How do you expect the Turkish Grand Prix to unfold? Can Mark Webber win his third race in the row? Have your say in the comments.

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47 comments on “Starting off-line could prove McLaren’s undoing (Turkish GP pre-race analysis)”

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  1. Re Schumacher’s tires. The way I understand it, even if those had been his fastest lap set of tires that he (presumably) binned at the end of Q3, he wouldn’t be required to start the race on them if deemed to be unsafe by the team and Charlie Whiting. It will be interesting to see how this scenario is dealt with if it ever does happen.

    1. It would be hist first set of softs from Q3

  2. Alot of interesting things in qualifying.

    1. Webber said he was “heavy” in his last Q3 run ( Q&A) and in the press conference that he was in better shape for race pace (I think he meant as opposed to Vettel). I think there is something in this “heavy” thing in respect of the switch to high fuel and ride height.

    2. I think Button was faster than Hamilton over a lap on this track and that his use of tyres is already showing himself better for the race. Button says he has his ride height too low for the race though, but it could mean he comes on strong in the latter half of the race. He would be ruing having no refueling strategy opportunity.

    3. I think Webber had Vettel covered right up to Q3 where Vettel had more pace (even though the times say the opposite). That “heavy” comment might have been the difference.

    Webber looks colder than I’ve ever seen him.

    1. Hey man…..nice analysis.

      Maybe becoause Webber was heavier so the McLarens were close to them. As it is, it is not possible to change ride height so this may be a trick by Red Bull to sort of manipulate (they are smart actually) their ride height.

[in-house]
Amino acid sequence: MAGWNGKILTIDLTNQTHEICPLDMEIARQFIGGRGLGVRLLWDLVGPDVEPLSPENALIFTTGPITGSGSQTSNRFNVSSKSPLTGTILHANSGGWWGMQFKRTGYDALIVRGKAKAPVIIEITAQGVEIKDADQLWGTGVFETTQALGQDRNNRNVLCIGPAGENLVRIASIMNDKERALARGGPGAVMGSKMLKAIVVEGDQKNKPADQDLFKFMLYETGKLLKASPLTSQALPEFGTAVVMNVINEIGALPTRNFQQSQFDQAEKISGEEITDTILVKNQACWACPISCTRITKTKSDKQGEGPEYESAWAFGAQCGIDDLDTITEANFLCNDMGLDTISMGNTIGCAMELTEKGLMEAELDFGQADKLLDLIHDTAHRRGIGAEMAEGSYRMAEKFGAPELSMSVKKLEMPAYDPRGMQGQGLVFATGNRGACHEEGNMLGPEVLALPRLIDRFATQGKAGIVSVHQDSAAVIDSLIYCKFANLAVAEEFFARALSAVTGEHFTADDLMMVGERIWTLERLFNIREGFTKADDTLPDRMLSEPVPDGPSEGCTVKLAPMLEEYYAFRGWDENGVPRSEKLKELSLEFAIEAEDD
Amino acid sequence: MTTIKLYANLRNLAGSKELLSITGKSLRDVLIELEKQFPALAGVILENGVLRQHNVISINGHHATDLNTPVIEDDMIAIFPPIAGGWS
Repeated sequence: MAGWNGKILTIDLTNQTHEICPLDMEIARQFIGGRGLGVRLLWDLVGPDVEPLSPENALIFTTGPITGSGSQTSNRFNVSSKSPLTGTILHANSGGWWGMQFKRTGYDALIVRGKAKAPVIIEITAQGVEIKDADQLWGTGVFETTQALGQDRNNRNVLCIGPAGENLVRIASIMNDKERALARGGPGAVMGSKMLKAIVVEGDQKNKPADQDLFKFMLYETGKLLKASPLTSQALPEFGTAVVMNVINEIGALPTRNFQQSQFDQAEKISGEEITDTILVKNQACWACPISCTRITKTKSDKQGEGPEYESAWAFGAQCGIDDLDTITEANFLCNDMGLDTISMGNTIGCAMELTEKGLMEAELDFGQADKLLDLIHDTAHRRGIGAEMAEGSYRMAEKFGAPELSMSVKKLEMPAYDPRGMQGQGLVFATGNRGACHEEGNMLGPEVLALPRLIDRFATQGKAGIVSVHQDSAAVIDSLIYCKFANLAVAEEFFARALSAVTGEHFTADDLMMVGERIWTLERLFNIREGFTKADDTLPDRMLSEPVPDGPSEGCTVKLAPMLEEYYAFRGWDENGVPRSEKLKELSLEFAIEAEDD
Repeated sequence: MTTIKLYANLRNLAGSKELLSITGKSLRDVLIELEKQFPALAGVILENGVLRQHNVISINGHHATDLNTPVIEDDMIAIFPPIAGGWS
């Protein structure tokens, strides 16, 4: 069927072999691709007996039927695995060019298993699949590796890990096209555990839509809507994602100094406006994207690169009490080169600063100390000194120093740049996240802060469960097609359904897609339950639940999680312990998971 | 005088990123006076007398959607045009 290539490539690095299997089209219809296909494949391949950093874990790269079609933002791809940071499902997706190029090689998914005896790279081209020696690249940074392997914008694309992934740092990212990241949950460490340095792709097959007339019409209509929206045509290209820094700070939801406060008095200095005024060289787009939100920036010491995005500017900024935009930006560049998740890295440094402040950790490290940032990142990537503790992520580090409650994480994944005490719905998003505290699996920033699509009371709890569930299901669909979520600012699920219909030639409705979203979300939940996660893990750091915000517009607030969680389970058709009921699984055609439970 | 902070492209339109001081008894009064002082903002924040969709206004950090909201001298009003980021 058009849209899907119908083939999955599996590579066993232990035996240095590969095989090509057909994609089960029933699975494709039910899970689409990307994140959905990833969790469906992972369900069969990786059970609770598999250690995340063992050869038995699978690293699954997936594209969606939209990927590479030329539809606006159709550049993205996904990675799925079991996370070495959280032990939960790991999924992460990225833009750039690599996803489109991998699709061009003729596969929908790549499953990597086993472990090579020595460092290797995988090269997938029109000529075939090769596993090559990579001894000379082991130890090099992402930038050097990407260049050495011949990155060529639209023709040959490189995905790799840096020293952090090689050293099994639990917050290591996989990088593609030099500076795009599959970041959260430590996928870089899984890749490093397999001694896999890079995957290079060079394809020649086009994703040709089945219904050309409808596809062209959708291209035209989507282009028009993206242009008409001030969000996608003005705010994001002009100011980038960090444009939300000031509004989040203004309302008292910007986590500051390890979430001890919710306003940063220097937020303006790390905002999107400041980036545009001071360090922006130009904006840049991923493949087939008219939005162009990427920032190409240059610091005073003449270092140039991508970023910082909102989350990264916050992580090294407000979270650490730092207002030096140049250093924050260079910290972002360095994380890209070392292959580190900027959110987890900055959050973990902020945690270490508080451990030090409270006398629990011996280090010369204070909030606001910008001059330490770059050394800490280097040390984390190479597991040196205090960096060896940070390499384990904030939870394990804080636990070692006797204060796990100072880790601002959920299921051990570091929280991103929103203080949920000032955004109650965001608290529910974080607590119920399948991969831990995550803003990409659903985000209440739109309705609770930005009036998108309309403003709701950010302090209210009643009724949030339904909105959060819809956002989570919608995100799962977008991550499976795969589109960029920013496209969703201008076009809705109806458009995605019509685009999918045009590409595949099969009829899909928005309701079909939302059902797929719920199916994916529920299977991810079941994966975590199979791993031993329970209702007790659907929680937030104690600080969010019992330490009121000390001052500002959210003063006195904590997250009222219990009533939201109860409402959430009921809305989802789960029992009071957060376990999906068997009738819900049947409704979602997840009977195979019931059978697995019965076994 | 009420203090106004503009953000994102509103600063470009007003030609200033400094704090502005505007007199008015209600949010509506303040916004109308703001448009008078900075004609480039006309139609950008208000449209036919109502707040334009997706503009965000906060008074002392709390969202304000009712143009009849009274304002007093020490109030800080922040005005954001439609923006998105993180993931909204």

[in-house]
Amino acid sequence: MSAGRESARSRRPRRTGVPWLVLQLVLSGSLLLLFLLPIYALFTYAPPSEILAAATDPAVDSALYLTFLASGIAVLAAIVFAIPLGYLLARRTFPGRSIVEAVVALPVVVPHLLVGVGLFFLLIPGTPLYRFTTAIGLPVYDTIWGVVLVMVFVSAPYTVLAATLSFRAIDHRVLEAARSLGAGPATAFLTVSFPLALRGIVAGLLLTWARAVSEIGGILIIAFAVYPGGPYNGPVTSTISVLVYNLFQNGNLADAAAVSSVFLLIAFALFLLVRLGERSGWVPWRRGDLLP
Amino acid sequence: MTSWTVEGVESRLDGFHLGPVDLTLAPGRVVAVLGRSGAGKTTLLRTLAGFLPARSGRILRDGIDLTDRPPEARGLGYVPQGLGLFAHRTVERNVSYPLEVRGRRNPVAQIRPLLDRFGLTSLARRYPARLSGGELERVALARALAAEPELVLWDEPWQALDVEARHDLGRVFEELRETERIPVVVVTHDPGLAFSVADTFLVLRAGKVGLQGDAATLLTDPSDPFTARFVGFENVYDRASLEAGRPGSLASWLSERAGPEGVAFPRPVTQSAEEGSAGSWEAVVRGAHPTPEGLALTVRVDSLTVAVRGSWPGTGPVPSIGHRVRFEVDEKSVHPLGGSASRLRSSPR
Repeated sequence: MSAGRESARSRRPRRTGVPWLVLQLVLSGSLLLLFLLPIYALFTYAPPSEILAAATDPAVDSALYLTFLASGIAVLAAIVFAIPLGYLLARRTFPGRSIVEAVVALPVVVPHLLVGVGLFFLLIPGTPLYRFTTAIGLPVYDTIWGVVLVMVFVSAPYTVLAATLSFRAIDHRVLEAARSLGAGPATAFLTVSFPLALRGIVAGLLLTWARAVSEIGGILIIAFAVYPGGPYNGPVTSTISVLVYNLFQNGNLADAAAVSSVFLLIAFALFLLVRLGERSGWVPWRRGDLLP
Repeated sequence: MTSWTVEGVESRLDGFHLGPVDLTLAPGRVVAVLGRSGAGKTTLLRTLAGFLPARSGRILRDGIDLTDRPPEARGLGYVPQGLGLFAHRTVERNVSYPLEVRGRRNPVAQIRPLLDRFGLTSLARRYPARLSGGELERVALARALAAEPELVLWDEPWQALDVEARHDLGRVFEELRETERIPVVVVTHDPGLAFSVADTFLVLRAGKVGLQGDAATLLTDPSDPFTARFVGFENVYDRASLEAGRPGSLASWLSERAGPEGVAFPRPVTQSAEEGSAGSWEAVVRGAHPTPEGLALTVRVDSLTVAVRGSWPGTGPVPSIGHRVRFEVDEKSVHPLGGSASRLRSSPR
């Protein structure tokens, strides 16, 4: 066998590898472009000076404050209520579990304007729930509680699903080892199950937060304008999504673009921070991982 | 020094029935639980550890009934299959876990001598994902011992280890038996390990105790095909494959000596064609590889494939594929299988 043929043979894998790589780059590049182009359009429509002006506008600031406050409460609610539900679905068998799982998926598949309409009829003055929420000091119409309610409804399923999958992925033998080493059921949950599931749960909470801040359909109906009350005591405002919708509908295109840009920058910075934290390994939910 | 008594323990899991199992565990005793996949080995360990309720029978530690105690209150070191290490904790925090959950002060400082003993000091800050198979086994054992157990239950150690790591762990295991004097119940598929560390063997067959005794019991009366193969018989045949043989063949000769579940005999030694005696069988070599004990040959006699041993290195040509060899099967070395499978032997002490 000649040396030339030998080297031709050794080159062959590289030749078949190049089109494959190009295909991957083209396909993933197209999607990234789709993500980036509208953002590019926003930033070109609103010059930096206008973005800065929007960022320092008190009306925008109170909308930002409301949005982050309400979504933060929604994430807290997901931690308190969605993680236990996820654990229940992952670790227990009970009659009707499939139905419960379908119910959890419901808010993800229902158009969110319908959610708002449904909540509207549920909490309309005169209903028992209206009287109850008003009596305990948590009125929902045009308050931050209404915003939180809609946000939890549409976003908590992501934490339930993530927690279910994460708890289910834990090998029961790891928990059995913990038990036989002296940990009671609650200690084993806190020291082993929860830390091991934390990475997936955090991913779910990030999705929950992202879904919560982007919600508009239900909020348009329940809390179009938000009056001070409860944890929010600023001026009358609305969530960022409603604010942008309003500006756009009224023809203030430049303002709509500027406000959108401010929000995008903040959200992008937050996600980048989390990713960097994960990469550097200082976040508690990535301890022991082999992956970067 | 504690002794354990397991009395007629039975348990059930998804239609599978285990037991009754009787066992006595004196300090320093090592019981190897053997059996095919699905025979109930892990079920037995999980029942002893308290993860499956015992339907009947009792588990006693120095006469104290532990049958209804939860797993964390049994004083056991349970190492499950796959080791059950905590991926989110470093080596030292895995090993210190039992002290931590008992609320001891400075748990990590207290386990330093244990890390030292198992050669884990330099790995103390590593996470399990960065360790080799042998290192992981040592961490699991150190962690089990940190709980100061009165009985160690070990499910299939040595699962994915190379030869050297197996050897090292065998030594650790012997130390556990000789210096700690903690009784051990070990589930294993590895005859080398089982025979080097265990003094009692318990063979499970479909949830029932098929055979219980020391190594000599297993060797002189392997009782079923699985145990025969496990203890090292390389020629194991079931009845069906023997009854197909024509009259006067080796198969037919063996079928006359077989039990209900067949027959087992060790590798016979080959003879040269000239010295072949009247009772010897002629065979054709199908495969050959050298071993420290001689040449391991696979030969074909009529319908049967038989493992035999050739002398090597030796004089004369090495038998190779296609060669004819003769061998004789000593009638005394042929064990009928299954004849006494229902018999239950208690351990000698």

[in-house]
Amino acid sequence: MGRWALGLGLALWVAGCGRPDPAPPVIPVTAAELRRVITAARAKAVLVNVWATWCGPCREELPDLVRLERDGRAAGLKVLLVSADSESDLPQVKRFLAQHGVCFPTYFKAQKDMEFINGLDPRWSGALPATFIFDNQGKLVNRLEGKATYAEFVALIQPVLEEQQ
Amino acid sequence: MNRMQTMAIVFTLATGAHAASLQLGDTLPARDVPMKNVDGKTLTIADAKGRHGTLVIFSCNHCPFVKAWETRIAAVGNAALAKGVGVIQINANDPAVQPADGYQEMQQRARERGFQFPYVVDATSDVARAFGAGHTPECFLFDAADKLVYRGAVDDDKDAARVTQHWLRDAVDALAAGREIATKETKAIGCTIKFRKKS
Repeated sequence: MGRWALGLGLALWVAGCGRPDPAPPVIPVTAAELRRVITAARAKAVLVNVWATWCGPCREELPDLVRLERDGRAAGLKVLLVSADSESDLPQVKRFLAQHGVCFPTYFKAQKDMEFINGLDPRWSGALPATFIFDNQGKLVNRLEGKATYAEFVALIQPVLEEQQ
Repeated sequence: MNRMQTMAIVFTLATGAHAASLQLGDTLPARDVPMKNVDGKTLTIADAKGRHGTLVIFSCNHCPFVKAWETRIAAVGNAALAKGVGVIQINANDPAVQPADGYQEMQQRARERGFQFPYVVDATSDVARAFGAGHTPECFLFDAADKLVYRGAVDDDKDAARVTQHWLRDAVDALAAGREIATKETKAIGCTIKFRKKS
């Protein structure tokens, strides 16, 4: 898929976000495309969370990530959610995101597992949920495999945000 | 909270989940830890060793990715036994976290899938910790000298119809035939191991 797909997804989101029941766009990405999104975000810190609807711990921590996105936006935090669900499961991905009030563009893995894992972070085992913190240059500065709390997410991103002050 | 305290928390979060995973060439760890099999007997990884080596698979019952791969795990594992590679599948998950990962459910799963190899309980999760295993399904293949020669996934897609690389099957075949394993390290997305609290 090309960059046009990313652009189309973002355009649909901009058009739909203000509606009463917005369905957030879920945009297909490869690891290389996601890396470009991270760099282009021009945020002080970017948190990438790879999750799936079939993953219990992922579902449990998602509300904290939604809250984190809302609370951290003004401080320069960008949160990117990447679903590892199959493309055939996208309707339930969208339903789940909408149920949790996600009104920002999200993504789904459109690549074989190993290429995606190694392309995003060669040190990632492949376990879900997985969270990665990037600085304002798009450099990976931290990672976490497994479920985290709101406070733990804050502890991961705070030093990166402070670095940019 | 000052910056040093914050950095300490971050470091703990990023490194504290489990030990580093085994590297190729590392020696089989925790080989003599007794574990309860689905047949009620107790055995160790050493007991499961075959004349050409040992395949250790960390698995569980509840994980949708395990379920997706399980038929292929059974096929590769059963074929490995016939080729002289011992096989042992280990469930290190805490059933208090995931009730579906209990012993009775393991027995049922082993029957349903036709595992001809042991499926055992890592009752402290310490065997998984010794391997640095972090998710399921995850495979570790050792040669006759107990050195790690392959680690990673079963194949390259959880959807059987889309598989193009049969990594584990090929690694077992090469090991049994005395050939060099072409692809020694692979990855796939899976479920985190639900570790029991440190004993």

3. The Red Bulls favor me but if Vettel to win he needs to take down Webber on the first lap or else he will not be able to do it then until Mark makes a mistake.
    Glad to hear that Schumi will start the race on clean tyres but is there any damage to his car. It was nice to see him that he was helping the marshal while his car been recovered.Now the question remains whether Hamilton can beat the Bulls, my answer NO cause they are fast & secondly he starts on the dirty sides of the road & may find Schumacher alongside him down to turn 1!Hope Kobayashi finish in points tomorrow he did a good qualifying.

    1. I forgot to mention , turn 8 with heavy fuel loads will be a challenge tomorrow & I won’t be surprise if some drivers get caught there as Schumacher did on Saturday.

  4. I’d say Hamilton-Button-Webber…..Vetter to DNF

  5. “Qualifying – Webber beats Hamilton to Turkey pole”

    This headline on the F1 site… well it just doesn’t read very gracefully does it.

    I’m thinking that Lewis is due a win, if, if, if, if…

  6. Instead of the question on which side Hamilton and Button are, it’s more inportant how far the run to the first corner is.

    As we saw in Spain, the F-duct is a serious aid in overtaking cars from the start.

    In Spain Hamilton didn’t have a good start, but he got away reasonably. When the speeds went up his f-duct started to pay out and he started closing up to the Red Bulls mighty fast.

    1. True. It’s a short run to turn one here and I don’t think that’ll help them much.

  7. i guarantee hamilton demolishes his tyres mid race